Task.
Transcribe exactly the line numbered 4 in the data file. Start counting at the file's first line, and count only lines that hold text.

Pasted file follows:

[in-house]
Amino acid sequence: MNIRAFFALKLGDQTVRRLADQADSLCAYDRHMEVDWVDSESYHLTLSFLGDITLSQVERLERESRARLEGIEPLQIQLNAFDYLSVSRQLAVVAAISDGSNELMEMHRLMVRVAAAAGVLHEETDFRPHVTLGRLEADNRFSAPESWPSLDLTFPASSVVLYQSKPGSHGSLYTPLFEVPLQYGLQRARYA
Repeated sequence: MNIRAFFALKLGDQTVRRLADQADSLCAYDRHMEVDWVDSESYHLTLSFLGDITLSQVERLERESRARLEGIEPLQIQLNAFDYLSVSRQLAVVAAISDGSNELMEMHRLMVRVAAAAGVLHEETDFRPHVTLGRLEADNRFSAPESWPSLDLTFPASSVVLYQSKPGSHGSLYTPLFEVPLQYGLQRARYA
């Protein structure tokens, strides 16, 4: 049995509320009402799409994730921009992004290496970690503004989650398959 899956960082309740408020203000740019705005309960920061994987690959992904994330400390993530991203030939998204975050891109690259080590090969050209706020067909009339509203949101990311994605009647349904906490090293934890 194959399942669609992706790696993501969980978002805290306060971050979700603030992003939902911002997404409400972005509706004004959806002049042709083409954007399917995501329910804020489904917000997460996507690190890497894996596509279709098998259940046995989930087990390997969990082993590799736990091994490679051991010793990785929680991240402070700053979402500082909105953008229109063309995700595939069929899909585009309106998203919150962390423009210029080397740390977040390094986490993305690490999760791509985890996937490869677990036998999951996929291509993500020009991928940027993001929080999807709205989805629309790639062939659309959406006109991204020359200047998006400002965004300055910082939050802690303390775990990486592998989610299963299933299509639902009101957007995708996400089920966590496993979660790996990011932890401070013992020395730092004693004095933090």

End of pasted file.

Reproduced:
């Protein structure tokens, strides 16, 4: 049995509320009402799409994730921009992004290496970690503004989650398959 899956960082309740408020203000740019705005309960920061994987690959992904994330400390993530991203030939998204975050891109690259080590090969050209706020067909009339509203949101990311994605009647349904906490090293934890 194959399942669609992706790696993501969980978002805290306060971050979700603030992003939902911002997404409400972005509706004004959806002049042709083409954007399917995501329910804020489904917000997460996507690190890497894996596509279709098998259940046995989930087990390997969990082993590799736990091994490679051991010793990785929680991240402070700053979402500082909105953008229109063309995700595939069929899909585009309106998203919150962390423009210029080397740390977040390094986490993305690490999760791509985890996937490869677990036998999951996929291509993500020009991928940027993001929080999807709205989805629309790639062939659309959406006109991204020359200047998006400002965004300055910082939050802690303390775990990486592998989610299963299933299509639902009101957007995708996400089920966590496993979660790996990011932890401070013992020395730092004693004095933090």